The vast world of online user experience is filled with numerous tactics used by companies to guide user behavior. However, not all of these tactics prioritize the user's best interests. Dark patterns, which are deceptive design choices that trick users into taking actions they might not have intended to, are becoming increasingly prevalent. One such tactic, aptly named the Roach Motel, is common in subscription-based services, and the Dribbble cancellation process serves as a good example.

Checking-In to the Roach Motel

The Roach Motel dark pattern can be summarized as a process where it's easy to get into a situation but challenging to get out of it. In the world of online subscriptions, this often translates to an effortless sign-up process contrasted with a convoluted and time-consuming cancellation task.

Dribbble's cancellation maze

Dribbble's cancellation process, as seen in the provided images, showcases classic signs of the Roach Motel pattern:

Dribbble, subscription cancellation, step 1

Step-by-Step barrier: The cancellation process is divided into multiple steps, each designed to make the user second-guess their decision. By stretching the process, users might give up halfway or become frustrated and decide it's easier just to continue with the service.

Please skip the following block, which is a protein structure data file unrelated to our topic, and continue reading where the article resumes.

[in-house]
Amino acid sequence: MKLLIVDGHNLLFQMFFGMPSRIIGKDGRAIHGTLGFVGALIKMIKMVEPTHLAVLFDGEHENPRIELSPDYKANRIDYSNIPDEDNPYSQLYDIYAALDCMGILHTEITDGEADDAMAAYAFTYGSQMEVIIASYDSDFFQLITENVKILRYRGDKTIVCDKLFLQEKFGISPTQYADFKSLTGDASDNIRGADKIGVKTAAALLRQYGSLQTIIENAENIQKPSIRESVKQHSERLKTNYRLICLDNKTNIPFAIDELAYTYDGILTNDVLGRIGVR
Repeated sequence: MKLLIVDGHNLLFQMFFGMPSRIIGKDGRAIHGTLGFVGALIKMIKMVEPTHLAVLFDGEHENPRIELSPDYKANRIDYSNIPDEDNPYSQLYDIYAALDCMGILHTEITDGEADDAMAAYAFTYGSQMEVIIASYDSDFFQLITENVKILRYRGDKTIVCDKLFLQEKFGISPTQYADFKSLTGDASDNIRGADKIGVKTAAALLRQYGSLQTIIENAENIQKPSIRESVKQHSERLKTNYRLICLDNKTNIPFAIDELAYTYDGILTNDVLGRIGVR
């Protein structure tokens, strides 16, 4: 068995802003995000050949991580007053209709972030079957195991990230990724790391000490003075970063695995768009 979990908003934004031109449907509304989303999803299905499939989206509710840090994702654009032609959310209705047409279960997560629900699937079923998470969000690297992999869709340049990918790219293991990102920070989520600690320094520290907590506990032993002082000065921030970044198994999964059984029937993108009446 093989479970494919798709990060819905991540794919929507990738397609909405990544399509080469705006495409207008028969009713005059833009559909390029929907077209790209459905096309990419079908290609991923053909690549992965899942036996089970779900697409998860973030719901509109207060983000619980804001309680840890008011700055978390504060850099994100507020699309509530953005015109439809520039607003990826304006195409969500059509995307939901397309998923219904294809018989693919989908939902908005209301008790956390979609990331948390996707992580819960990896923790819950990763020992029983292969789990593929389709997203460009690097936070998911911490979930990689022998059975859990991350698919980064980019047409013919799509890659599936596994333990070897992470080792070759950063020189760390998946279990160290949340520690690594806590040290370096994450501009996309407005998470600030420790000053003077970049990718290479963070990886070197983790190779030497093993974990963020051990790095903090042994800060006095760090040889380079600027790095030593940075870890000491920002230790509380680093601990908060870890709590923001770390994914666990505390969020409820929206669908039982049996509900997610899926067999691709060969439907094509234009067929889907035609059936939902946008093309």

Dribbble, subscription cancellation, step 2

Highlighting loss: As users proceed with the cancellation, they are repeatedly reminded of the benefits they'll lose. By emphasizing the value that the Pro Annual subscription brings, Dribbble aims to induce a sense of FOMO (Fear Of Missing Out), hoping that users might reconsider their decision.

Dribbble, subscription cancellation, step 3

Alternative options before exit: Before allowing users to finalize their cancellation, Dribbble provides alternatives like reminders for later dates or other methods to keep the subscription. These alternatives, while seeming considerate, are just additional obstacles placed to deter users from their initial intent.

Why this matters

Such tactics might be profitable for businesses in the short term, but they risk damaging their reputation and trust with their user base in the long run. Users feel trapped, deceived, and undervalued when faced with such dark patterns, leading to negative perceptions and potential loss of loyal customers.

Shedding light on dark patterns

Awareness is the first step towards change. By understanding and identifying these patterns, users can navigate the digital world with increased vigilance. Additionally, discussions and criticisms surrounding such tactics can push companies to adopt more ethical and transparent practices.

While businesses have valid reasons to retain customers, it's essential to keep a balance between achieving company goals and respecting users. The digital space is a shared one, and the responsibility is on both companies and users to make it transparent, ethical, and user-centric.